Morning, friends! I have on occasion when writing for the site, mentioned my love of Ray Bradbury. In particular his tales concerning the Autumn People and the spirit of the month of October. However I have always found in many of Bradbury’s works, a sense of melancholy. Now there are times when that is wrapped within something truly horrific, like in The Playground. Other stories though like 1951’s The Fog Horn present that melancholy as doomed and deeply moving. Between a prehistoric creature from the depths of the ocean and… well, the fog horn at a light house.
It was in 1951 that Bradbury’s The Beast from 20,000 Fathoms was first published in the Saturday Evening Post. Yes, the original title for the short story was indeed the basis for the 1953 film. In fact it appears that little bit of trivia depends on who you asked. I have seen some accounts stating that Ray Bradbury was visiting his friend, the legendary stop-motion animator Ray Harryhausen. On the set of a film that was intended to be entitled Monster from the Sea. Harryhausen supposedly asked his friend to look over the script, see if he could punch up the screenplay. Bradbury of course was surprised to find a scene in the screenplay that resembled events in The Fog Horn.
Another story behind how Ray Bradbury’s name became attached to the 1953 film, comes from the Author himself. In the book Ray Harryhausen – Master of the Majicks Vol. 2. Bradbury was quoted as saying about a meeting with Hal Chester, the co-founder of Mutual Films who were bankrolling the movie:
“Hal Chester called me in and asked me to read the preliminary script [at this point only a rough draft treatment]. I pointed out the resemblance between it and my short story The Beast from 20,000 Fathoms, which had appeared in The Saturday Evening Post during 1951. Chester’s face paled and his jaw dropped when I told him his monster was my monster.”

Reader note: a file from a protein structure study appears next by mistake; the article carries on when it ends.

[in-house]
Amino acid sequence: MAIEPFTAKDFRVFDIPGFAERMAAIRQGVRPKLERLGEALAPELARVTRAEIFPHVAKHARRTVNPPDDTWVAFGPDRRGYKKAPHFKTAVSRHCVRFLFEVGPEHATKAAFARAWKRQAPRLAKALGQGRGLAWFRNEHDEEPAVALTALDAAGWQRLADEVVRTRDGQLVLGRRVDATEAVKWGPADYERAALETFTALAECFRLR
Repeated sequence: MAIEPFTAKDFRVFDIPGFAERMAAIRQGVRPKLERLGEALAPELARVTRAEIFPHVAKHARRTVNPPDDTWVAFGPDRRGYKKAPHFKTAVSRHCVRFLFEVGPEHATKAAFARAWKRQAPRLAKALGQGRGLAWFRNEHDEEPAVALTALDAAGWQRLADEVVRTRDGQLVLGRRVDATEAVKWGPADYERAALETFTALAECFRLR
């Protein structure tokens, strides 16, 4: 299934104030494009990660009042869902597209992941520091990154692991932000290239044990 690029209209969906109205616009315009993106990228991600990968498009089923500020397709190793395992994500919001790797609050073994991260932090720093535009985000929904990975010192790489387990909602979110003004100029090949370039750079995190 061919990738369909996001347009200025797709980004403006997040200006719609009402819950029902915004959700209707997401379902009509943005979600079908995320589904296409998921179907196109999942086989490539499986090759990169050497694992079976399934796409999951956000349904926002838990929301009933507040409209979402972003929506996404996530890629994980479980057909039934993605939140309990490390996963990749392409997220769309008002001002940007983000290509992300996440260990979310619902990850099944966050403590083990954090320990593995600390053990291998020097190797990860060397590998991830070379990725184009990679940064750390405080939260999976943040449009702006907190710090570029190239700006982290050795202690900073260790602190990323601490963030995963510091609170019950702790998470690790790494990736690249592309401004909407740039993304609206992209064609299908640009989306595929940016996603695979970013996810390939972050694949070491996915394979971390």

Bradbury states that by the next day he had received a telegram, an offer to purchase the rights to the story. For a rather staggering two thousand dollars. A deal that Bradbury obviously accepted, with the film being able to add the Author’s name to the credits!
[Via] YouTube Movies
Ray Bradbury would alter the title of his popular short story to The Fog Horn in his 1953 short story collection, The Golden Apples of the Sun. I have to admit I certainly like the new title he gave the story even better than the original. Furthermore I can’t help but feel perhaps the name change, was a bit of good-natured nose tweaking.
The short story concerns two men, stationed in a remote light house, named Johnny and McDunn. Johnny is a younger man and acts as the narrator for the events of the tale. When one evening as the mournful wailing sound of the fog horn summons something from the depths.
Are you ready to learn of The Fog Horn and the beast from the depths that answers it’s call?
If you are still in a mood for more Ray Bradbury after that. Might I humbly remind you that we’ve covered the likes of Usher II on the Saturday Frights Podcast?
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